Do you know to tell whether your fruits are ripe or not? Most people depend on a guessing game, which usually isn’t correct. However, it is essential to know how to check for ripe fruit because, primarily, by the time you figure it out, chances are the fruits in your basket have gone bad. So, what do you do to avoid this? Simple, you learn the art of figuring out whether the fruits are ripe or not.
There is no set date or timeline for every fruit, each fruit has its maturing period, and the signs differ. Fruits ripen due to the release of ethylene, which is a gas and also a plant hormone. When stored in dark and warm places, fruits release a lot of this gas, and hence fruits are stored in the fridge to keep them fresh. Many fruits do not produce much ethylene when removed from the branch/vine, but some ripen up in a blink of an eye, for example, avocados and bananas.
So, without any further ado, let’s dive into the tips on how to tell whether a fruit is ripe or not.
Banana is practically the most straightforward fruit to figure out. A ripe banana has a yellow peel with light spots. Most grocery stores sell under-ripe bananas with green peel or a light-yellow peel as these are better looking. So, go ahead and buy the green ones if you wish to store the bananas for a more extended period.
Similar to bananas, pear is ripe when light spots appear on the exterior. Plus, pears also smell a bit sweeter and are soft to touch when ripe.
The simplest way to figure out whether an avocado is ripe or not is by looking under the stem. If the area under the stem is green, the avocado is ripe, if it is brown, the avocado is overripe, and if you have difficulty removing the stem, it is still not ripe.
Strawberries are another easy figure; they smell like they should taste, sweet and juicy when ripe. Another determining factor with strawberries is the stem; ripe strawberries have no white around the stem.
Peaches are similar to strawberries and also smell as they should taste, sweet. The skin is soft to touch when ripe, and the flesh is firm yet soft; if the skin gives away at the touch, the fruit is overripe.
Ripe figs have soft skin and soft flesh, and the skin is slightly wrinkled but not shriveled. Ripe figs also have a deep brown color and can be easily peeled.
Cherries, strawberries, and all other berries are easy to figure out as the color of ripe berries is pretty distinctive. Strawberries are bright red when ripe, blackberries are a dark purple (almost black) when ripe, and cherries are a deep red.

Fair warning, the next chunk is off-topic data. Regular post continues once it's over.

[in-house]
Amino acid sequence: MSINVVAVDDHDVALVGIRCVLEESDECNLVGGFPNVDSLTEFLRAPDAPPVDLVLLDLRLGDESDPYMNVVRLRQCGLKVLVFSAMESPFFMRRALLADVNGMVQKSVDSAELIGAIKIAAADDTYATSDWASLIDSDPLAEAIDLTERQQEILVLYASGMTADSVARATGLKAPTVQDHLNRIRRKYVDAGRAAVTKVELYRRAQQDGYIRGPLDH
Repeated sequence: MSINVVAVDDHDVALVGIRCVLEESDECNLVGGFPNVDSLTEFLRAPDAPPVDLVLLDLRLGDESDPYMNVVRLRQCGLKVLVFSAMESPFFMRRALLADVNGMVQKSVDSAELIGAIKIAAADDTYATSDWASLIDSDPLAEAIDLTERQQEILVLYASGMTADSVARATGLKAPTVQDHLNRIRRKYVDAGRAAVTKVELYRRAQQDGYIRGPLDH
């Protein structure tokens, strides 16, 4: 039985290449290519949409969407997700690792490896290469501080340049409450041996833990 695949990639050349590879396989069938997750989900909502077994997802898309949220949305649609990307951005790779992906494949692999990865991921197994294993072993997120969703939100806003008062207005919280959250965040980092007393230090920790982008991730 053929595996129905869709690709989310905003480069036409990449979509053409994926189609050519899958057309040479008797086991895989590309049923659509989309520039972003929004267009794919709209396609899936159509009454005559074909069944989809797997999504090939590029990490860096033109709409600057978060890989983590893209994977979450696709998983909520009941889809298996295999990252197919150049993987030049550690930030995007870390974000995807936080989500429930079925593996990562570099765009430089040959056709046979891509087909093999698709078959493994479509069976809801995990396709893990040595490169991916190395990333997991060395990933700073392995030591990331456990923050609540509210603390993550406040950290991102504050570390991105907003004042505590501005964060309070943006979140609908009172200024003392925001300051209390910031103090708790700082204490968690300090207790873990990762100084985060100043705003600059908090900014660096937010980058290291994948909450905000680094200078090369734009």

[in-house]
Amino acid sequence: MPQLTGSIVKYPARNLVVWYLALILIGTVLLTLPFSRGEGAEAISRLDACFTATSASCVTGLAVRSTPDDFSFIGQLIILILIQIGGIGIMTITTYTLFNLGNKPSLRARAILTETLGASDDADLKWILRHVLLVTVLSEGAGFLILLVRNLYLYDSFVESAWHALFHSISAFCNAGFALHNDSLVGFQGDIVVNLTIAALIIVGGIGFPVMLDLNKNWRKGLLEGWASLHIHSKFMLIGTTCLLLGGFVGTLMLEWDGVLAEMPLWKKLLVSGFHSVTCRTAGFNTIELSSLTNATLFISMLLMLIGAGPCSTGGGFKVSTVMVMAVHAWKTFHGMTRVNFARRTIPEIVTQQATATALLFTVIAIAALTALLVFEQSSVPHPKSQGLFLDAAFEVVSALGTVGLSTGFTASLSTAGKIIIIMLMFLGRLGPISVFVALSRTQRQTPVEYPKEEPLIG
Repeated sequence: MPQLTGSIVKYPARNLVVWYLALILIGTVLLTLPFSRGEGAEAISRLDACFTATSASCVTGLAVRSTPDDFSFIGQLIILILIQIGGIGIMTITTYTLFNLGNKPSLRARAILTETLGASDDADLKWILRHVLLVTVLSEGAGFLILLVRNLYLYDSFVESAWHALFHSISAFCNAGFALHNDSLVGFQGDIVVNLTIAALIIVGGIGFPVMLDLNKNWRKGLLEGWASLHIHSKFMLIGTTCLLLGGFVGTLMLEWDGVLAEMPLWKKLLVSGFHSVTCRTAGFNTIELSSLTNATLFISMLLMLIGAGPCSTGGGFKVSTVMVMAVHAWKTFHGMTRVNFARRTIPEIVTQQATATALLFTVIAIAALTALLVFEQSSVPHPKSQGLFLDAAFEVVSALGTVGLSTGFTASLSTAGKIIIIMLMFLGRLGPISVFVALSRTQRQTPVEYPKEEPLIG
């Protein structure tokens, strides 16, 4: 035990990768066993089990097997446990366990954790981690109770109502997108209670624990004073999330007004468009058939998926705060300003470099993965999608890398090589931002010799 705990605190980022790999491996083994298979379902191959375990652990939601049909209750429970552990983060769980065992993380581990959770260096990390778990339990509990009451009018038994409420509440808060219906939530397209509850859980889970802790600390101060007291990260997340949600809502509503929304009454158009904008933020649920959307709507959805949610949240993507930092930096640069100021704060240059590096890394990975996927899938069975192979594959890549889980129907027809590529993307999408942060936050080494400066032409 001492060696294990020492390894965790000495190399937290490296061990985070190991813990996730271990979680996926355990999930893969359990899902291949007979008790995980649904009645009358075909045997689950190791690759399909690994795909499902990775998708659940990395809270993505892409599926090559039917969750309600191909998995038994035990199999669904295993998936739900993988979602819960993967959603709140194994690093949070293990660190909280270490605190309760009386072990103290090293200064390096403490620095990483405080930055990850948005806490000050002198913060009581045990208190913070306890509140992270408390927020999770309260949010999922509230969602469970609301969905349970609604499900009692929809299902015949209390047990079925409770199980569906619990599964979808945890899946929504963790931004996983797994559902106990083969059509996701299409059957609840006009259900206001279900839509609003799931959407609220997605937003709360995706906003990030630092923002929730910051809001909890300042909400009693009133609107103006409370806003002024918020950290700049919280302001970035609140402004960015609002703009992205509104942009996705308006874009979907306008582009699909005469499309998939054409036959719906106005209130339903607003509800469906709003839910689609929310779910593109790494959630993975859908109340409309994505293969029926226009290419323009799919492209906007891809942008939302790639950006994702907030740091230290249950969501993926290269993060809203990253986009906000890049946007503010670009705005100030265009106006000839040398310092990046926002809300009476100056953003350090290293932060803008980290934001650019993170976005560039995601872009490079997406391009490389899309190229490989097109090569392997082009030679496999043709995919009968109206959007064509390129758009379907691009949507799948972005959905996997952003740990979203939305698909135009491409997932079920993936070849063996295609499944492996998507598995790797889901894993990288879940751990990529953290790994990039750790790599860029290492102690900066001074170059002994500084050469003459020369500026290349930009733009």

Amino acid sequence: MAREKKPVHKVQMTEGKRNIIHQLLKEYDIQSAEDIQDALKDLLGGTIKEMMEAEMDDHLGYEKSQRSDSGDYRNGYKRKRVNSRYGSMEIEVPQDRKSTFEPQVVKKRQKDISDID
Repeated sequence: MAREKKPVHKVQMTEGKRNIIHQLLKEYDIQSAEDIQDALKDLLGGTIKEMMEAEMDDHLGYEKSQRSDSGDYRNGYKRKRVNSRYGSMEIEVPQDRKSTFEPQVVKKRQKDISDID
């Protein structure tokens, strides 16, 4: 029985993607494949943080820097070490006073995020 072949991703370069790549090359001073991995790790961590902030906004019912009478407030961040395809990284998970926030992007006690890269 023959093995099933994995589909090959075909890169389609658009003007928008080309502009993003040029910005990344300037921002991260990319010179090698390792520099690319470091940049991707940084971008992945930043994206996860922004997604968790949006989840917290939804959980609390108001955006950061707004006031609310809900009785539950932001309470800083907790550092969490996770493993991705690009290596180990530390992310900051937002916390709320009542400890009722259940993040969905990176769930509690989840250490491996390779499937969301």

Perfectly ripe pineapples smell sweet, are heavier, and have healthy green leaves. Overripe pineapples are yellowish-brown in color, with mushy flesh, wilted leaves.
Watermelon is another problematic fruit to determine, but the process becomes straightforward once you figure out the trick. There are many tips involved with ripe watermelons, such as, it should feel hollow and lighter when ripe; however, the most straightforward trick is to check the surface. Ripe watermelons have white-yellow patches at the surface, also known as the under-belly.
Mangos are all about touch, and there is little you can figure through the skin or the color. For example, green mangoes do not necessarily turn yellow or red when ripe, so you have to figure it out through touch. The most straightforward trick is to press the mango a little; if the flesh is soft and gives a little, the mango is ripe. The smell, too, is a determining factor; ripe mangoes smell a lot sweeter than raw mangoes.
There you have it, a complete and detailed guide that helps you in figuring out whether the fruit in your kitchen is ripe or not. Often, the fruits at our house go bad due to neglect, so it is essential to know when fruits are ripe or raw. Fruits such as bananas, mangoes, strawberries, etc., are fruits you can use when overripe. You can use slightly overripe fruits in smoothies and milkshakes and make good use of them. Hopefully, after this guide, you will have no rotten fruits to deal with and can quickly tell whether different fruits are ripe or not.